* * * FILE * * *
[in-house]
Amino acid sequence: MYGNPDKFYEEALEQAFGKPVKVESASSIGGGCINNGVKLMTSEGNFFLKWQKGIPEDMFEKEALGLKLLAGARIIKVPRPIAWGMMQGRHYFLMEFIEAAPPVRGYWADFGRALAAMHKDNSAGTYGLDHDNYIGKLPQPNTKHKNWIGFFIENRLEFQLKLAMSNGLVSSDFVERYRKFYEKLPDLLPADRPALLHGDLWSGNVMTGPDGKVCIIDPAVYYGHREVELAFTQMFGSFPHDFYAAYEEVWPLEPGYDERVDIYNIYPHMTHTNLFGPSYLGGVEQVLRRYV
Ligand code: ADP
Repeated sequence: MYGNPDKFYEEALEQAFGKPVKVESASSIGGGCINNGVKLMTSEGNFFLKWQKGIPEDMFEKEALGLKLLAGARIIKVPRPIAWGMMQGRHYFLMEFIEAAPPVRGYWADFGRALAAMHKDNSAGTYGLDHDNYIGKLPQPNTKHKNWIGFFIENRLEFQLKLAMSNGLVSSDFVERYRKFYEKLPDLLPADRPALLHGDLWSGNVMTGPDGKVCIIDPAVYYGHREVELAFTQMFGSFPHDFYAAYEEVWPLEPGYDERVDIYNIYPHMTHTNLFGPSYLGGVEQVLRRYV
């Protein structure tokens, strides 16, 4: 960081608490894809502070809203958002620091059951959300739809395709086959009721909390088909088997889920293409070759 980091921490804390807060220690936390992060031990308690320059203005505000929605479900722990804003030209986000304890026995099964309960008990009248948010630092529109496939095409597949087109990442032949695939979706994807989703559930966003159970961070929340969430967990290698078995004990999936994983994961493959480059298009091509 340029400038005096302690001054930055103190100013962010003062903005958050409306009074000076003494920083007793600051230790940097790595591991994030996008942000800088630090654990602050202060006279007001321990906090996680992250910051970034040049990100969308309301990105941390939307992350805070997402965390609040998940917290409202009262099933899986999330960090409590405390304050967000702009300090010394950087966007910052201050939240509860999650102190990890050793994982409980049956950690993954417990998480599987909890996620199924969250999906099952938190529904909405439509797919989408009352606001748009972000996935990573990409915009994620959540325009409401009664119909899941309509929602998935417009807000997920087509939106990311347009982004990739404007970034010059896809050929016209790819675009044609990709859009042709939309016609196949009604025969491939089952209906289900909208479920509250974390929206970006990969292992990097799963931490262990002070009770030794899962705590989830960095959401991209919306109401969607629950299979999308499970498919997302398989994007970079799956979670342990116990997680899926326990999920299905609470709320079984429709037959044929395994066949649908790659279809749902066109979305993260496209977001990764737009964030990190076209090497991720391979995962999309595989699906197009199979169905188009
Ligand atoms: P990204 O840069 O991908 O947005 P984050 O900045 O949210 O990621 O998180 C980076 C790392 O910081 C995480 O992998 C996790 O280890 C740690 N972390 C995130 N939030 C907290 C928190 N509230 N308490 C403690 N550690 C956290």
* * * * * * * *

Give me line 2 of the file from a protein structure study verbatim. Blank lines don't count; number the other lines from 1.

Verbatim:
Amino acid sequence: MYGNPDKFYEEALEQAFGKPVKVESASSIGGGCINNGVKLMTSEGNFFLKWQKGIPEDMFEKEALGLKLLAGARIIKVPRPIAWGMMQGRHYFLMEFIEAAPPVRGYWADFGRALAAMHKDNSAGTYGLDHDNYIGKLPQPNTKHKNWIGFFIENRLEFQLKLAMSNGLVSSDFVERYRKFYEKLPDLLPADRPALLHGDLWSGNVMTGPDGKVCIIDPAVYYGHREVELAFTQMFGSFPHDFYAAYEEVWPLEPGYDERVDIYNIYPHMTHTNLFGPSYLGGVEQVLRRYV